❉ Jim Sangster is your guide to watching every episode of Doctor Who in order.
Previously… PART ONE
At either end of Season 3, Doctor Who fans would have rushed to the cinema to watch two movies, Dr Who and the Daleks and Daleks: Invasion Earth 2150AD. While some blowhards will tell you these “don’t count” as they’re adaptations of the first two Dalek serials and the Doctor is played by the non-canonical Peter Cushing, the films are highly recommended as supplementary material. The second one is especially joyful in a way the TV original was never intended to be.
I’m trying to avoid spoilers as much as possible here, but even the newest fans will know that the Doctor regularly changes, so by Season Four you’ll be watching the first of these replacements, Patrick Troughton. Thanks to some archive recoveries and a few animated episodes here and there, you should find it a bit easier to work your way through Troughton’s three seasons with a few stories where you’ll be searching Daily Motion. Many of the reconstructions for this period also feature short moving sequences, either clips that survive in the archives or, usually in Dalek stories, CGI-animated scenes. There’s a fan edit of Season Five’s The Wheel in Space that’s particularly good for this.
By the time you’ve got to the end of Patrick Troughton, you’ll have watched 253 episodes – plus an optional pilot episode and two Dalek movies, you lucky thing! If you’re rationing yourself to no more than two episodes a day, you’ll be four months into your pilgrimage. Don’t let this put you off; Seasons in the 1960s spanned 40 weeks or more a year, but from 1970, with the introduction of colour and Jon Pertwee, you’re looking at just 25 episodes per year. Also, everything exists in some form from this point on and they’ve all been released on DVD (and at the time of writing, Pertwee’s first story and selected entire seasons are also available on bluray, and very nice they look too!).
You should be able to make it all the way to episode 525 – The Horns of Nimon episode 4 – before your next big choice. We’re in Season 17 now and Tom Baker’s the Doctor but a strike in the BBC meant that the final six-part story of the season, Shada, was cancelled partway through production and never completed in time for broadcast. Some 40 years later, members of the cast were reunited to voice animated segments of the missing scenes and this “complete” version was released on DVD and bluray. If you choose to include this (and you really don’t have to), your episode count will now be 531.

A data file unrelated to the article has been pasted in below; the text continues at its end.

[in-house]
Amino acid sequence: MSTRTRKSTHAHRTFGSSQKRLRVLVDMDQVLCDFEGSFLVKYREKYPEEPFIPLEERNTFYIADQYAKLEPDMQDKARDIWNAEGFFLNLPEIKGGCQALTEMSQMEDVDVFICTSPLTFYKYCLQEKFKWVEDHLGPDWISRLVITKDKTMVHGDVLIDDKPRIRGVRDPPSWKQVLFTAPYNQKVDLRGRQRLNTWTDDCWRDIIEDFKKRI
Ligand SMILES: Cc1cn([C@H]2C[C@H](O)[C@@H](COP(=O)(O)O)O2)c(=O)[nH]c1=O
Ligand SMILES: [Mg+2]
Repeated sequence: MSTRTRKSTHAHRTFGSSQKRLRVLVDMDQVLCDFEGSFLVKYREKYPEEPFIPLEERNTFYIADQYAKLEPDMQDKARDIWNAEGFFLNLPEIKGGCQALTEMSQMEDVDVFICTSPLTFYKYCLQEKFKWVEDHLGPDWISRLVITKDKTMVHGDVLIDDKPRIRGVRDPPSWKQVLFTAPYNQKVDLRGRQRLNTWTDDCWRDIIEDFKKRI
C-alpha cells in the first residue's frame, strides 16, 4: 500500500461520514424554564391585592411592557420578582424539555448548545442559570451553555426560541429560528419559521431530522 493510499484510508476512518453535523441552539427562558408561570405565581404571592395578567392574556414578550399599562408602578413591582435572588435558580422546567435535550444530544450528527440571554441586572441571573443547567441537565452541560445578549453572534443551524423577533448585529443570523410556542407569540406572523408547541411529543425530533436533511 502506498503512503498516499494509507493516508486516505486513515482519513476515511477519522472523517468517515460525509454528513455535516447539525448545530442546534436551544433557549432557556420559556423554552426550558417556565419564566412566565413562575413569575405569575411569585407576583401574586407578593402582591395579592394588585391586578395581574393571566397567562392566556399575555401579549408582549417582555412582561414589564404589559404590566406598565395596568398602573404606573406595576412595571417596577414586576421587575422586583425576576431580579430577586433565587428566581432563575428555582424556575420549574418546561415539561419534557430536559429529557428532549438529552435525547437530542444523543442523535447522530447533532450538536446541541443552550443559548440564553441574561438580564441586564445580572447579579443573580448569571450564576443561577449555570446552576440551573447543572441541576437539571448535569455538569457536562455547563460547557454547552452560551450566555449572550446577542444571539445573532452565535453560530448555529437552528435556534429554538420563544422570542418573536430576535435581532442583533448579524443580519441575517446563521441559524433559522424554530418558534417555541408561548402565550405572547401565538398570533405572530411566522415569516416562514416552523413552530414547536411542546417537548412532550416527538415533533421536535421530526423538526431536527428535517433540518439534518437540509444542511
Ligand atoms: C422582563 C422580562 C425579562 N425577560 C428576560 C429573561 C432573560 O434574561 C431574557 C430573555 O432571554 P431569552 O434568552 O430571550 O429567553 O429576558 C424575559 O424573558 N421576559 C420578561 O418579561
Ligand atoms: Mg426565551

VIEWING NOTE #1
In the winter of 1981, a one-off special aired in the UK. K9 and Company featured two of the fourth Doctor’s companions and though it was hoped it would lead to a full series, nothing more became of it. However, viewers in the north-west of England missed out, due to a transmitter fault, so they only got to see this the following December. So firstly, you can choose whether or not to include this (although it does help to explain the beginning of 1983’s The Five Doctors, so it’s recommended) and secondly, decide whether to watch it before or after Season 19.
Speaking of The Five Doctors, it’s one 90-minute special episode, so you should probably tackle that in one go. Be warned though, there’s an extended version out there too, so if you get the Special Edition DVD set, you’ll have the choice of watching the original or the longer version with new effects. Also, in 1984 during Season 21, the four-part story Resurrection of the Daleks was edited before broadcast into two 45-minute episodes, a format that was then used throughout the following season.
If you’re still sticking to two episodes a day, it’s up to you whether these actually count as one episode or two, but if you started your pilgrimage on 1 January, you should be winding up the original series at some point in the first week of December with episode 695 – part three of Survival.
VIEWING NOTE #2
If you’ve seen every story before, but never tried to watch the show in chronological order, there are a few points where you can choose to mix things up for fun: In season seven, swap the running order by putting Inferno before The Ambassadors of Death as this way round kind of provides a departure scene for Liz Shaw; in Season 25, swap Silver Nemesis for The Greatest Show in the Galaxy to sort out a continuity error and provide more of a thematic structure to the series; and in Season 26, swap The Curse of Fenric and Battlefield so that there’s a cute reveal for the Doctor’s tweaked costume and some nice foreshadowing for a story later in the season.
❉ From 2020, Britbox will carry all surviving episodes of Doctor Who, and other streaming services such as HBO Max will stream the modern era.
❉ Jim Sangster is an author, TV historian and regular contributor to Doctor Who magazine. He’s also been a talking head on numerous documentaries, including contributions to the Doctor Who DVD range. He lives alone, surrounded by Daleks.